It was when Hero was studying Gabrielle's notes on The Lady of Shalott that a loose sheet of paper fluttered to the floor. Reaching down to pick it up, she found herself staring at a handwritten poem.
Bid me to weep, and I will weep
While I have eyes to see:
And having none, yet I will keep
A heart to weep for thee.
Bid me despair and I'll despair,
Under that cypress tree:
Or bid me die, and I will dare
E'en Death, to die for thee.
Thou art my life, my love, my heart
The very eyes of me,
And hast command of every part,
To live and die for thee.
Hero leaned back in her seat, her hand tightening on the paper, the breath leaving her lungs in a rush as a new and totally unexpected possibility occurred to her.
Hero was curled up with a book in an armchair beside the library's empty hearth, a volume of seventeenth-century poetry open in her lap, when Devlin came to stand in the doorway. He brought with him the scent of sunshine and fresh air and the open countryside.
`What happened to your sling?' she asked, looking up at him.
`It was in my way.'
`Now, there's a good reason to stop wearing it.'
He huffed a soft laugh and went to pour himself a glass of wine.
`Did Gabrielle ever mention an interest in Druidism to you?'
`Druidism? Good heavens, no. Why on earth do you ask?'
He came to stand with his back to the empty fireplace. `Because it turns out that she went back out to Camlet Moat at sunset the night before she died, to watch Sir Stanley enact some pagan ritual at an ancient sacred well on the island. Drove herself there, in fact, in a gig.'
`You can't be serious.'
`I wish I wasn't. But Rory Forster saw her there, and Sir Stanley himself admits as much.'
`What was Forster doing at the island at sunset?'
`According to Rory? Retrieving a forgotten pipe and hiding in the bushes. Although I suspect it far more likely that he went there with the intent of digging for buried treasure and was perplexed to discover he wasn't going to have the island to himself that night.'
`Mmm. Buried by either Dick Turpin or a Knight Templar, depending upon which version one believes. Exactly a week before she was killed, Miss Tennyson stormed into Cockfosters and publicly accused Rory of ripping out the lining of the island's sacred well.'
`In search of this treasure?'
Devlin nodded. `According to the legend, Sir Geoffrey de Mandeville hid his ill-gotten gains beneath the bottom of the well, and his spirit is supposed to appear to frighten away anyone who attempts to remove it. But his ghost must have been asleep on the job, because I checked, and someone recently made a right sorry mess of the thing.'
`You say she confronted Rory a week ago Sunday?'
He drained his wine. `The timing is interesting, isn't it? That's the day she was out there with Arceneaux. Then, just a few days later, she drove out to Gough Hall and had a stormy argument with Bevin Childe. She was a very confrontational and contentious young woman, your friend.'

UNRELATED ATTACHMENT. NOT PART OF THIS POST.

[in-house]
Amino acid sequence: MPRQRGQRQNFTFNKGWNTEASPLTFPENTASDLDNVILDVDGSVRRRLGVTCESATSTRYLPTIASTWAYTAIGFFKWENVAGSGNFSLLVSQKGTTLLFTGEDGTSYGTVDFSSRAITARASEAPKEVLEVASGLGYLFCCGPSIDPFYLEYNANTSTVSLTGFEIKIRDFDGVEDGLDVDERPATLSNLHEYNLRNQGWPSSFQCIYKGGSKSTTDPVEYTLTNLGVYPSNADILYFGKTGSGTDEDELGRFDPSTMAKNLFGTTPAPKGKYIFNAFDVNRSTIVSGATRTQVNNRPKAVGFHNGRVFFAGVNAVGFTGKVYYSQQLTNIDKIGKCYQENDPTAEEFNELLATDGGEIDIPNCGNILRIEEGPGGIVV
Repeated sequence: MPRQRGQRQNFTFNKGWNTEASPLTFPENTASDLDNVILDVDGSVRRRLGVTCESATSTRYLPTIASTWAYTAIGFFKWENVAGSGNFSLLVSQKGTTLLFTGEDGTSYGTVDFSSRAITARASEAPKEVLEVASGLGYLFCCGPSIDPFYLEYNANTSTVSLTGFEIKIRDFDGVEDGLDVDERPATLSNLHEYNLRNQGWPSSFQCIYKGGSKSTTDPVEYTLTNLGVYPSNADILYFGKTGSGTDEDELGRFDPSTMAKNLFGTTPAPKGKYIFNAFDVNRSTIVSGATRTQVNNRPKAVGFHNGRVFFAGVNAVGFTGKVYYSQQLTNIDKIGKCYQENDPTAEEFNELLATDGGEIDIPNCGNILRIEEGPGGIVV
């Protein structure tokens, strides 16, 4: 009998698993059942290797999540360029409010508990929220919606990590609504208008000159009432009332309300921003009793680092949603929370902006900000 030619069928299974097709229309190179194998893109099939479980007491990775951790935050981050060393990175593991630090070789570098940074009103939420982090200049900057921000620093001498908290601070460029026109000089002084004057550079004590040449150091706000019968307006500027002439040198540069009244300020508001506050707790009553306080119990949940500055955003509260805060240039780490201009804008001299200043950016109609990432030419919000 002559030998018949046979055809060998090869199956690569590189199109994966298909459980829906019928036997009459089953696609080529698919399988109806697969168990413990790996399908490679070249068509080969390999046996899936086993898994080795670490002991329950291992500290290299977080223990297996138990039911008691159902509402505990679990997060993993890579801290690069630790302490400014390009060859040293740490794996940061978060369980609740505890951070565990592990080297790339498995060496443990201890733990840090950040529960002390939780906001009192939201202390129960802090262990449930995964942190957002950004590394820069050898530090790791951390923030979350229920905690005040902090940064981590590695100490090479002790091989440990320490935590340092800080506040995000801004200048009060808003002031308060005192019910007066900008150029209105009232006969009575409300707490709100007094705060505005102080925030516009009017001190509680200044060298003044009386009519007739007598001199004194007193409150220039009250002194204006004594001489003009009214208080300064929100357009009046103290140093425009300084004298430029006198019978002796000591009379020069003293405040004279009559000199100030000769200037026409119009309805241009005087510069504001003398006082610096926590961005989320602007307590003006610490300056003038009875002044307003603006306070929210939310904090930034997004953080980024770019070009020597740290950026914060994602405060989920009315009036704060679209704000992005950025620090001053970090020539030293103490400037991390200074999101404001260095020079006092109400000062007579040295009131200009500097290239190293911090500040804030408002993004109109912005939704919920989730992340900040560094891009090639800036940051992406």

Hero smoothed a hand down over her skirt. `So you spoke to Bevin Childe?'
`I did. He claims to have discovered something called the Glastonbury Cross amongst Richard Gough's collections. I'm told it's the cross that was said to have marked the graves of King Arthur and Guinevere at the abbey. Have you ever heard of it?'
`Well, it seems Miss Tennyson was convinced the cross was a modern forgery, and in the midst of a rather violent argument with Childe, she seized the cross and threw it in a lake.'
She was aware of him watching her intently. `What a strange thing to do,' she said, keeping her voice level with effort.
He frowned and came to take the seat opposite her. `Are you all right, Hero?'
`Yes, of course; just tired.'
`Perhaps, under the circumstances, you're doing too much.' He said it awkwardly; the coming babe, despite being the reason for their marriage, was something they never discussed.
She made an inelegant sound of derision. `If by the circumstances you are referring to the fact that I am with child, let me remind you that gestation is a natural occurrence, not a dread debilitating disease.'
`True. Yet I do take special care of my mares when they are with foal.'
At that, she laughed out loud. `I don't know if I should be flattered or insulted by the comparison.'
The corners of his eyes crinkled with amusement. `Oh, flattered, definitely.'
Their gazes met, and the moment stretched out and became something intimate and unexpected.
She felt her cheeks grow warm, and looked away. `How did you come to learn of Gabrielle's confrontation with Childe over the cross?'
`Lieutenant Arceneaux told me.'
`Arceneaux? Now, that's interesting.' She picked up the sheet of parchment she'd discovered and held it out to him. `I found this with Gabrielle's papers.'
`Bid me to weep, and I will weep,' he read, `while I have eyes to see.' He looked up at her. `You know the poem?'
`No. But it does sound familiar, doesn't it? I believe it may be from one of the Cavalier poets.' She closed the poetry book and set it aside. `But so far I haven't been able to find it.'
`It's the last three stanzas from Robert Herrick's To Anthea, Who May Command Him Anything.'
Her eyes widened. `You know it?'